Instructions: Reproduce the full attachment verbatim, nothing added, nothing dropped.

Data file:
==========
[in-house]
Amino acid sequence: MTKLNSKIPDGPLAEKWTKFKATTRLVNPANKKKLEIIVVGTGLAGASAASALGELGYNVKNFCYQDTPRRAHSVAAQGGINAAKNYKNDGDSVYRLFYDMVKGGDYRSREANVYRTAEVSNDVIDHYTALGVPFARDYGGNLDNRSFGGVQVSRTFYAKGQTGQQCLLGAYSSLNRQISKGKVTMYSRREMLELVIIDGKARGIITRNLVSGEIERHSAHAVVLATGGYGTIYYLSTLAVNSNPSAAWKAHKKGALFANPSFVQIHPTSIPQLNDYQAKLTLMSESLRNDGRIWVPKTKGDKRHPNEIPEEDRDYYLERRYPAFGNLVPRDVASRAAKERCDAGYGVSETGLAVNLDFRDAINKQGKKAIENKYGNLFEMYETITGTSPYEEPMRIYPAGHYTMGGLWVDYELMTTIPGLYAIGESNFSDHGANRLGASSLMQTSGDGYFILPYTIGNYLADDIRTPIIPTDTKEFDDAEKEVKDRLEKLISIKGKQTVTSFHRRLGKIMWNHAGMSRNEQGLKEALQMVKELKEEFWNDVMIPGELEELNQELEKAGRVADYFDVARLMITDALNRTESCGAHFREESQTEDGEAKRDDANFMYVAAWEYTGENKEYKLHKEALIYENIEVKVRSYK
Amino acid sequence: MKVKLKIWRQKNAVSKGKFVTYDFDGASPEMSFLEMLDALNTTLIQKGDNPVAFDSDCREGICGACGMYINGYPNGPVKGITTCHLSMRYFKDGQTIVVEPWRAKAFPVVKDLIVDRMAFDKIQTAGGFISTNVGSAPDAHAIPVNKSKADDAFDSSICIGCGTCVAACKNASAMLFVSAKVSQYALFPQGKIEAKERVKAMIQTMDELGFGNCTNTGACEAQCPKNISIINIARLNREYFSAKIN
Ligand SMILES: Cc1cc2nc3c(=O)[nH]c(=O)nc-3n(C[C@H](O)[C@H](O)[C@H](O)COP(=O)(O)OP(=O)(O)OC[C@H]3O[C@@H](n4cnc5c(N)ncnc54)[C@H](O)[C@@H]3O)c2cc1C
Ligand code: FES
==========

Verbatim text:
[in-house]
Amino acid sequence: MTKLNSKIPDGPLAEKWTKFKATTRLVNPANKKKLEIIVVGTGLAGASAASALGELGYNVKNFCYQDTPRRAHSVAAQGGINAAKNYKNDGDSVYRLFYDMVKGGDYRSREANVYRTAEVSNDVIDHYTALGVPFARDYGGNLDNRSFGGVQVSRTFYAKGQTGQQCLLGAYSSLNRQISKGKVTMYSRREMLELVIIDGKARGIITRNLVSGEIERHSAHAVVLATGGYGTIYYLSTLAVNSNPSAAWKAHKKGALFANPSFVQIHPTSIPQLNDYQAKLTLMSESLRNDGRIWVPKTKGDKRHPNEIPEEDRDYYLERRYPAFGNLVPRDVASRAAKERCDAGYGVSETGLAVNLDFRDAINKQGKKAIENKYGNLFEMYETITGTSPYEEPMRIYPAGHYTMGGLWVDYELMTTIPGLYAIGESNFSDHGANRLGASSLMQTSGDGYFILPYTIGNYLADDIRTPIIPTDTKEFDDAEKEVKDRLEKLISIKGKQTVTSFHRRLGKIMWNHAGMSRNEQGLKEALQMVKELKEEFWNDVMIPGELEELNQELEKAGRVADYFDVARLMITDALNRTESCGAHFREESQTEDGEAKRDDANFMYVAAWEYTGENKEYKLHKEALIYENIEVKVRSYK
Amino acid sequence: MKVKLKIWRQKNAVSKGKFVTYDFDGASPEMSFLEMLDALNTTLIQKGDNPVAFDSDCREGICGACGMYINGYPNGPVKGITTCHLSMRYFKDGQTIVVEPWRAKAFPVVKDLIVDRMAFDKIQTAGGFISTNVGSAPDAHAIPVNKSKADDAFDSSICIGCGTCVAACKNASAMLFVSAKVSQYALFPQGKIEAKERVKAMIQTMDELGFGNCTNTGACEAQCPKNISIINIARLNREYFSAKIN
Ligand SMILES: Cc1cc2nc3c(=O)[nH]c(=O)nc-3n(C[C@H](O)[C@H](O)[C@H](O)COP(=O)(O)OP(=O)(O)OC[C@H]3O[C@@H](n4cnc5c(N)ncnc54)[C@H](O)[C@@H]3O)c2cc1C
Ligand code: FES